Denon has been toying with networked streaming devices for a while – the Airplay-touting Ceol family being the pick of the bunch – but with the Heos system the company has set its sights on the one-box, house-party-loving, multiroom domain currently ruled by Sonos and valiantly fought over by the likes of LG, Samsung and Bluesound.
We've been living with three of Denon's new speakers for the past two months: the portable Heos 1 with Go Pack, the mid-sized Heos 5, and flagship Heos 7. Ideal for throwing wild house parties.
Also available within the line-up (but sadly not at the time of testing) is the Heos 3, Heos Soundbar, Heos Link Pre-amp and, finally, the Heos Amp (which is designed to help turn any speaker or hi-fi into a wireless zone). All products work on the same amp and connect in the same way.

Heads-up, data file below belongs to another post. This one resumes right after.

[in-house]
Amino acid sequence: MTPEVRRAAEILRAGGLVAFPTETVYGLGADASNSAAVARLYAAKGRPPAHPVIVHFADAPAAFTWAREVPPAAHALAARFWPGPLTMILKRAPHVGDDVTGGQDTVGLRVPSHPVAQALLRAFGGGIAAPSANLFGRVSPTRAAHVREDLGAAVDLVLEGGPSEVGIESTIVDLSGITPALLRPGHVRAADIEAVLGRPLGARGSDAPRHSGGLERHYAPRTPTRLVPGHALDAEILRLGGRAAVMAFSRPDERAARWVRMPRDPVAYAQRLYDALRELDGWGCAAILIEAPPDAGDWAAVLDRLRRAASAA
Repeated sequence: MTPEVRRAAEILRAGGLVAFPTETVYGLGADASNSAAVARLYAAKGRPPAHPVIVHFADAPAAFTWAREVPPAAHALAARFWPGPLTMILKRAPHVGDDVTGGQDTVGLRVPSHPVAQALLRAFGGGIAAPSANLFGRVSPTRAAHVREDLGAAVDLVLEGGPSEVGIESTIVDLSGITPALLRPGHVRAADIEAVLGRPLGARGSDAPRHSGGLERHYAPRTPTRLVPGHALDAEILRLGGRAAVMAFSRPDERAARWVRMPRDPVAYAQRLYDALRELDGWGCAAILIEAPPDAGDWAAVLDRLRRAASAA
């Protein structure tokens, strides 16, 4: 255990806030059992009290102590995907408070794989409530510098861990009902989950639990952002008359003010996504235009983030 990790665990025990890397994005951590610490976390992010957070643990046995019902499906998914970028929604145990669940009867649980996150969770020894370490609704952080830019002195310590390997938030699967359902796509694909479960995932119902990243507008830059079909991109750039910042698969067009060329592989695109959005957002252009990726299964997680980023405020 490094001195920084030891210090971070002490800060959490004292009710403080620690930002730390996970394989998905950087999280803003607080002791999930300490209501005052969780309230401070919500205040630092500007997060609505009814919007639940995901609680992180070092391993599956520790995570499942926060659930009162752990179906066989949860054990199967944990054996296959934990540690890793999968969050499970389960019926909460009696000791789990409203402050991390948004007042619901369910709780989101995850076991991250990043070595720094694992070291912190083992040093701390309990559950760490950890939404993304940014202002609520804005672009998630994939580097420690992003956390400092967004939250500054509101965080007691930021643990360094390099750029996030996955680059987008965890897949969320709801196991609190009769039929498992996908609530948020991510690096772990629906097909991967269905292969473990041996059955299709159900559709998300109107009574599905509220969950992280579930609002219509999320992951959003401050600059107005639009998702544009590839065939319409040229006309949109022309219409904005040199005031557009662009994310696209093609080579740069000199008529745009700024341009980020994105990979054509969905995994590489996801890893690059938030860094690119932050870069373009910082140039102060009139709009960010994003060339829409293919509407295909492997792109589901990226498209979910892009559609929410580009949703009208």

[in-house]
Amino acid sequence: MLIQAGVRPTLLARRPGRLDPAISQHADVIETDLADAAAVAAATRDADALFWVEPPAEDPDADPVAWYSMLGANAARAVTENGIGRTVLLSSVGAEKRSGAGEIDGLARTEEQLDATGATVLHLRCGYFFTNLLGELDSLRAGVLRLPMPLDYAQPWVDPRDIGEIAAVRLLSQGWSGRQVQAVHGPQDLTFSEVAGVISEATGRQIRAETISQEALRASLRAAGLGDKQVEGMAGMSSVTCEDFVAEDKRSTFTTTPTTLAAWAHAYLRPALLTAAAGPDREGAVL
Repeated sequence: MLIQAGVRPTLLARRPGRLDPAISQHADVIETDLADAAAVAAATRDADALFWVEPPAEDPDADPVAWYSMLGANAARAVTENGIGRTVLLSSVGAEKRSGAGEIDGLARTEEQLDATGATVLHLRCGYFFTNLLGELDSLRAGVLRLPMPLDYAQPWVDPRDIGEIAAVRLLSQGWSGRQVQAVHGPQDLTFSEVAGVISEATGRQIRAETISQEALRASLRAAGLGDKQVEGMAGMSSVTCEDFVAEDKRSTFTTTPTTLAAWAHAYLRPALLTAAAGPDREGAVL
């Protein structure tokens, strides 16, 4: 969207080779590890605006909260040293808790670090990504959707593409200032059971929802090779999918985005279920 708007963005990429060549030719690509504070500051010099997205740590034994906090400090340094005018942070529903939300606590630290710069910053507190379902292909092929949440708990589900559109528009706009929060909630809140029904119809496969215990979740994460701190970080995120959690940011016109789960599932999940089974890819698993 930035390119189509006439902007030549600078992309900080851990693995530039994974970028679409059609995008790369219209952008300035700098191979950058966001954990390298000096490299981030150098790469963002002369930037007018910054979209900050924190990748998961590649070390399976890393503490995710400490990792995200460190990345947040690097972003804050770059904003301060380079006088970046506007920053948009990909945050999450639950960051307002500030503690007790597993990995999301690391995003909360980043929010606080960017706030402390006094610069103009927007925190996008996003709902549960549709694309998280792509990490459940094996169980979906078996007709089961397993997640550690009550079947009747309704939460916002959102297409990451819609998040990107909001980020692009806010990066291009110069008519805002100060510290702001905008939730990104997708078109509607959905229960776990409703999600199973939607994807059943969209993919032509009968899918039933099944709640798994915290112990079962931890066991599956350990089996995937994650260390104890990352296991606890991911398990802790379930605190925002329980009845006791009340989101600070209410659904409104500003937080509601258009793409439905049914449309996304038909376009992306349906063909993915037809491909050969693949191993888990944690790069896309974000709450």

Ok, so we didn't really have any wild parties, but we've listened to an awful lot of music to help us decide whether the Heos line-up is the perfect speaker setup, deserved of a spot in your living room, kitchen, bedroom, bathroom, or anywhere around the house. Read on for the full ins and outs.
Available in both black and white the Heos 5 and Heos 7, priced £250 and £500 respectively, both share the same horizontal teardrop design. Both are built extremely well with nice attention to detail, well-finished edges and premium quality materials.
The top-of-the-line Heos 7 is wider, boasts a sleek metal strip along the top and has smooth curves in contrast to the Heos 5's angular body. But side-by-side, both look great and catch the eye without being especially ostentatious.